EX 15 Study Drills #4 - Learn Python3 the Hard Way


#1

I am totally lost on the next four questions in Study Drills for EX15 in Learn Python 3 the Hard Way.

#4 - Do I get rid of all lines between ##10-15, or only those lines in that section that contain the input() function?

#5 - Use only input and try the script that way. I am not sure what you mean by “only input()” “only input() as opposed to what?” I am not sure what your unsaid text is.

#5 - Why is one way of getting the filename better than another? I have no idea what this is about.

#6 - Start python 3.6 (3.7) to start python 3.6 shell. Here is what I get when I try to run open()function
Last login: Sun Mar 31 09:59:56 on ttys003
Lowells-MBP:~ lowellcopeland$ python3
Python 3.7.2 (v3.7.2:9a3ffc0492, Dec 24 2018, 02:44:43)
[Clang 6.0 (clang-600.0.57)] on darwin
Type “help”, “copyright”, “credits” or “license” for more information.
>>> open(ex15_sample.txt)
Traceback (most recent call last):
File “<stdin>”, line 1, in <module>
NameError: name ‘ex15_sample’ is not defined
>>>

#7 - print(txt.close())
#7 - print(txt_again.close())
none
none


#2

Hi @LowellCope

In this lesson there is two ways to open that text file.

The first time it is opened it got the filename when you run your code:

python3 ex15.py sample.txt

the second time it call for a text file to open its the input function inside your code

file_again = input('>: ')

Here you type in the same file name for the text file (sample.txt).

#4
You have to comment out all of those lines. They all belongs to the second part (open file_again).

#5
If you comment out the first 8 lines of code you only do the input part.
Then you don’t add the txt file after python when you run the code

python3 ex15.py 

#6 First. You forgot the " " around the filename.
Has to be like: open(‘sample.txt’)
Second. You need to attach this to a variable.

text_content =  open('sample.txt')

#7
You just have do type:
txt.close()
file_again.close()


#3

Hi Ulfen69
Thank you so much for your help on the questions I submitted. Your answer on #7 was absolutely correct . Thanks. I realized after reading your answer on question #5 that the solution was pretty simple. I went back and listened to the video for exercise 14 and Zed made it clear that for the purposes of getting input into a script, using command line arguments with argv is better than using the input() function because most users don’t like prompts in their programs and 98% of the command line tools use the argv method.

I tried commenting out lines 10,11,12, 13, 14, and 15. The program ran fine. Thanks

Sometimes I find that I have to wait a day or two and let things sink into my brain. It might have been better if I had done that this time. I really appreciate your help.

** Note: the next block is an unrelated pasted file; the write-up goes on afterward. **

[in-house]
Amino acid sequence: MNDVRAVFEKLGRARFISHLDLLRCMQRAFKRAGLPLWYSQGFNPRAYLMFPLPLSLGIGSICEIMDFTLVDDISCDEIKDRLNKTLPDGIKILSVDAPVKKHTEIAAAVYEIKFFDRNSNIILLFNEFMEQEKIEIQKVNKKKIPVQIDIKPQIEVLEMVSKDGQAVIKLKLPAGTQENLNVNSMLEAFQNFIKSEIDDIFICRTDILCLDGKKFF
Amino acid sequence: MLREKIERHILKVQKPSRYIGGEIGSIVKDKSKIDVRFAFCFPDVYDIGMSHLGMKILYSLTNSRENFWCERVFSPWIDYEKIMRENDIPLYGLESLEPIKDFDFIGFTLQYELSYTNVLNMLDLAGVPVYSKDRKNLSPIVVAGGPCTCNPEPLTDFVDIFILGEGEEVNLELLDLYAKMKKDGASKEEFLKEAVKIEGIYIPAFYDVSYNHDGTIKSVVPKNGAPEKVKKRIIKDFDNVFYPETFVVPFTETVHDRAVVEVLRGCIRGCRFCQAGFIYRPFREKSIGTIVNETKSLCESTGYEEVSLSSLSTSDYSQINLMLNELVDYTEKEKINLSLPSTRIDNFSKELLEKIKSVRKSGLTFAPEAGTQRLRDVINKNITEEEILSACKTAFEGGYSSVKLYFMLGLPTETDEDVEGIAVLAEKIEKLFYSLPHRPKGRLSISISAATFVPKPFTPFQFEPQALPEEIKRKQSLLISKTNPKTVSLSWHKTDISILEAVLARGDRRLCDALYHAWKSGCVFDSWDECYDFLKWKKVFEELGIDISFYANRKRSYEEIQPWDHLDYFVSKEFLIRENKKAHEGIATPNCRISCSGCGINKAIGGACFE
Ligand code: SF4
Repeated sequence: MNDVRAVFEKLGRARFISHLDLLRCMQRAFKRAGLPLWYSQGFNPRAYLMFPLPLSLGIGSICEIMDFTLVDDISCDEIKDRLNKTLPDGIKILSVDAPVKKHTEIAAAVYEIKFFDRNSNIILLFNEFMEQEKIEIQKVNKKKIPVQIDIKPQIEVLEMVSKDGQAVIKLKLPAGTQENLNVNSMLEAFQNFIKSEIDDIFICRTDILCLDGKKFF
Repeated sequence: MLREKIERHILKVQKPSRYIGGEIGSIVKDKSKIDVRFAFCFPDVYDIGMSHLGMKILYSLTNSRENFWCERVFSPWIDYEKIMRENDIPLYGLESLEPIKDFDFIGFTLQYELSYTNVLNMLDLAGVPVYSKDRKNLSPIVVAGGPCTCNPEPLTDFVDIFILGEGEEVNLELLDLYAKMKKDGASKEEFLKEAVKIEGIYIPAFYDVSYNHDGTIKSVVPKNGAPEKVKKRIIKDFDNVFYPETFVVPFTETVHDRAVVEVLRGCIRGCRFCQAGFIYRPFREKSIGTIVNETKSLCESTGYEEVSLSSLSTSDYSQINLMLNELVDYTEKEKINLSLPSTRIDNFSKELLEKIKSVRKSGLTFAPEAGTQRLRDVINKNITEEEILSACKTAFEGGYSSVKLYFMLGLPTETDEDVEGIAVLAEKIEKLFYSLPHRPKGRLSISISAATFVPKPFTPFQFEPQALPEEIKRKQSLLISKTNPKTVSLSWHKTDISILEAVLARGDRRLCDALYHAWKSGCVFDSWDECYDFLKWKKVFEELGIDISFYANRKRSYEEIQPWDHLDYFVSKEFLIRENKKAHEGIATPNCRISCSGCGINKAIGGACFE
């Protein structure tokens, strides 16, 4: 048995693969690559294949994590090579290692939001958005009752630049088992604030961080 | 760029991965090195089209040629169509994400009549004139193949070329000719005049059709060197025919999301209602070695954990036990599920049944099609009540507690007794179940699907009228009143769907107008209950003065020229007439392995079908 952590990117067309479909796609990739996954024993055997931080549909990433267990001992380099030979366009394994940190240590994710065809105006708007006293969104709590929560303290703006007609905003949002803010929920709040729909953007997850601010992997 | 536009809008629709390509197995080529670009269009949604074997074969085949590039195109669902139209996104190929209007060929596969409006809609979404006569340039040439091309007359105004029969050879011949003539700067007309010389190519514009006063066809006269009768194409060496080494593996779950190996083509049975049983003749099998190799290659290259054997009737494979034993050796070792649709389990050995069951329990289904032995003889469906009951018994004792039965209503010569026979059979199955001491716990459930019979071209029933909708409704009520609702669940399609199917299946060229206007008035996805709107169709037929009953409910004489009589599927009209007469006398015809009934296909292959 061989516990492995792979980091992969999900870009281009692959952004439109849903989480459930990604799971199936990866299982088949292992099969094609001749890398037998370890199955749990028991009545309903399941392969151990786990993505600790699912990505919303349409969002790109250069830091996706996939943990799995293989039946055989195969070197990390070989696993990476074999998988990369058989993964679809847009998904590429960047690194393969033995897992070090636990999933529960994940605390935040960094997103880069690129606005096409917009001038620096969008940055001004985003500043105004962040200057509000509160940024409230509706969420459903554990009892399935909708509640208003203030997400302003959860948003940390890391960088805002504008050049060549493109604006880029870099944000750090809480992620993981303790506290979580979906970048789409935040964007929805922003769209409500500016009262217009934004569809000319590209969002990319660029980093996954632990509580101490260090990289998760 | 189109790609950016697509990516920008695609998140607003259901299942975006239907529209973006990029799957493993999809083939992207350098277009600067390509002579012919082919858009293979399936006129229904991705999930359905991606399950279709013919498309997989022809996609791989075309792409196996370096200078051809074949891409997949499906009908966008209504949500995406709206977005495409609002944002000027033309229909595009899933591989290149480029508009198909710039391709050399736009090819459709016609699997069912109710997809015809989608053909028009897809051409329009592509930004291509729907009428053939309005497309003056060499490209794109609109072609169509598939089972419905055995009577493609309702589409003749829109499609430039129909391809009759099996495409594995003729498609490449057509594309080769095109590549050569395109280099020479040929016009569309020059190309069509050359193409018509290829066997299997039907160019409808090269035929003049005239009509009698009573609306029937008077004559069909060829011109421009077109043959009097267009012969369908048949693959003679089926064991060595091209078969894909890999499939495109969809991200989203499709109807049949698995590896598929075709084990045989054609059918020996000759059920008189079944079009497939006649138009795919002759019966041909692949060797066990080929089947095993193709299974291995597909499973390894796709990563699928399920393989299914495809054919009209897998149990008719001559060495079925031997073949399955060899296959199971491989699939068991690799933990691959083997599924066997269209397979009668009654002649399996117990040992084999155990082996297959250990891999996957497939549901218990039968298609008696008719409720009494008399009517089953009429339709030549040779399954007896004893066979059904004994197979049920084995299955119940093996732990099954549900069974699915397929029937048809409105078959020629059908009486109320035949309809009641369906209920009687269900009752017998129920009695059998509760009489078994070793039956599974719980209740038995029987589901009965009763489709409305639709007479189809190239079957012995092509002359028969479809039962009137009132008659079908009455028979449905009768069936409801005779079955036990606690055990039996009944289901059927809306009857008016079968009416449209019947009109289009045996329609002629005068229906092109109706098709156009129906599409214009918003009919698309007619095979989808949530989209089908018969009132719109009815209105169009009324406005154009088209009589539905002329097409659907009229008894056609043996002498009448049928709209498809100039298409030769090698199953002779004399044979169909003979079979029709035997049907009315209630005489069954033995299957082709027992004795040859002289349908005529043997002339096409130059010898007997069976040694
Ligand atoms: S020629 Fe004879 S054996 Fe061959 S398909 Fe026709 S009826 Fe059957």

Sincerely,

LowellCope


#4

I think this points to a piece of advice I have for people:

Most of your education experience is probably one where, when you ran into trouble, you just ran to a teacher or helper rather than solving it yourself. Problem with is that programming only solving problems yourself, and that’s generally what you get paid to do. Sure, you might work with other people, but if you’re constantly bothering them for help they will just assume you’re incompetent.

The key to getting help is to show that you tried to solve it before asking for help. If you hit a problem and you just go, “I don’t understand! Help!” then you seem lazy. But if you go, “Hey, I’m having this problem, and I think it’s this, but I tried X, Y, and Z to solve it and can’t. Can you see something I’m missing?” That shows you did some work before asking for help, but it also forces you to try to solve it on your own.

Now, how do you try to solve it on your own? You guess. In all of your questions you could have compiled a set of possible answers and then made a guess as to the most likely one. If you do that, and then struggle with it for a day before asking for help the probability you’ll find the answer on your own goes way up. And, finding answers on your own is what this is all about.

Finally, another trick is called “rubber ducky debugging”. That’s where you talk to some fake “person” about the problem you need to solve. Traditionally it’s a rubber duck on your monitor, but you can also email the questions and possible solutions to yourself. This works like magic to find solutions because it forces you to articulate your problem clearly and systematically list possible solutions.

Try those tactics next time and you’ll find your learning will vastly improve.